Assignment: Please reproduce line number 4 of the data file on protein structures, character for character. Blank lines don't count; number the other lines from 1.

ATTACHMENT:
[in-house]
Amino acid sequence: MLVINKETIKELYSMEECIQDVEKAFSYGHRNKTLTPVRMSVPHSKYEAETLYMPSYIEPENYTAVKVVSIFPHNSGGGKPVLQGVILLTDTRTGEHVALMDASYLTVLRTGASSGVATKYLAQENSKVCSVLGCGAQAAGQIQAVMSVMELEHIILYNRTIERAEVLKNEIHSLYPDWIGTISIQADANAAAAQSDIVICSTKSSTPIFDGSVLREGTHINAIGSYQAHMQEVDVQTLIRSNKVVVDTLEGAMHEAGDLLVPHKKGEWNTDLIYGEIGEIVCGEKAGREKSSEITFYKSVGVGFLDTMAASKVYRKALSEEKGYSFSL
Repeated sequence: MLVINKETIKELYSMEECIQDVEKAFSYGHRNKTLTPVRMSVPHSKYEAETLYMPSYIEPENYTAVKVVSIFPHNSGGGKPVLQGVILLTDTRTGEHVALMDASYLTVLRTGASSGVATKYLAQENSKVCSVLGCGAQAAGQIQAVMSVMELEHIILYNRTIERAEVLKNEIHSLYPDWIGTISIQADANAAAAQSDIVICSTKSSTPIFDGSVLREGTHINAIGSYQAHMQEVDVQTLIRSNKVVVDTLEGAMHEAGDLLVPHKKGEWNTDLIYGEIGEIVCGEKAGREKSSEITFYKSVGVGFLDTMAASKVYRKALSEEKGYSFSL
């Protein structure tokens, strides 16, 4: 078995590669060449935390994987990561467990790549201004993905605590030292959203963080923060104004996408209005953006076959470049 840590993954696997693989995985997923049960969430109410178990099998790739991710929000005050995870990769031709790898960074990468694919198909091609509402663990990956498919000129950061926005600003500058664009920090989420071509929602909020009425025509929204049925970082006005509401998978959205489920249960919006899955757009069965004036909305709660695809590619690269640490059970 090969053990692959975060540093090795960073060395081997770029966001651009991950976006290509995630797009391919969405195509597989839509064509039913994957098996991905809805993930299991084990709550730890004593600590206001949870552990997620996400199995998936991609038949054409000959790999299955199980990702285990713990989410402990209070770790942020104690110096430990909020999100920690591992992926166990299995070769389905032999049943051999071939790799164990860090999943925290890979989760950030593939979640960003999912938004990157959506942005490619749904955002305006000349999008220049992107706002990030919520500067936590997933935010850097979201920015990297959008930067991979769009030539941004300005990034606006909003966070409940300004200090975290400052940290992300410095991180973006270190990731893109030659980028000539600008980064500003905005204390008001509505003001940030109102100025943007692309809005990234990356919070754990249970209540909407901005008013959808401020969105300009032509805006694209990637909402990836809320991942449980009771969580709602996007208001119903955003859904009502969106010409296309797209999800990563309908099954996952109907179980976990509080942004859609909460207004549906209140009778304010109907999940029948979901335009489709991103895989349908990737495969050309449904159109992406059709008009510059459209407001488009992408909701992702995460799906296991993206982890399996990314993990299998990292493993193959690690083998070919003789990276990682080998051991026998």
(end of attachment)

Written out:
């Protein structure tokens, strides 16, 4: 078995590669060449935390994987990561467990790549201004993905605590030292959203963080923060104004996408209005953006076959470049 840590993954696997693989995985997923049960969430109410178990099998790739991710929000005050995870990769031709790898960074990468694919198909091609509402663990990956498919000129950061926005600003500058664009920090989420071509929602909020009425025509929204049925970082006005509401998978959205489920249960919006899955757009069965004036909305709660695809590619690269640490059970 090969053990692959975060540093090795960073060395081997770029966001651009991950976006290509995630797009391919969405195509597989839509064509039913994957098996991905809805993930299991084990709550730890004593600590206001949870552990997620996400199995998936991609038949054409000959790999299955199980990702285990713990989410402990209070770790942020104690110096430990909020999100920690591992992926166990299995070769389905032999049943051999071939790799164990860090999943925290890979989760950030593939979640960003999912938004990157959506942005490619749904955002305006000349999008220049992107706002990030919520500067936590997933935010850097979201920015990297959008930067991979769009030539941004300005990034606006909003966070409940300004200090975290400052940290992300410095991180973006270190990731893109030659980028000539600008980064500003905005204390008001509505003001940030109102100025943007692309809005990234990356919070754990249970209540909407901005008013959808401020969105300009032509805006694209990637909402990836809320991942449980009771969580709602996007208001119903955003859904009502969106010409296309797209999800990563309908099954996952109907179980976990509080942004859609909460207004549906209140009778304010109907999940029948979901335009489709991103895989349908990737495969050309449904159109992406059709008009510059459209407001488009992408909701992702995460799906296991993206982890399996990314993990299998990292493993193959690690083998070919003789990276990682080998051991026998």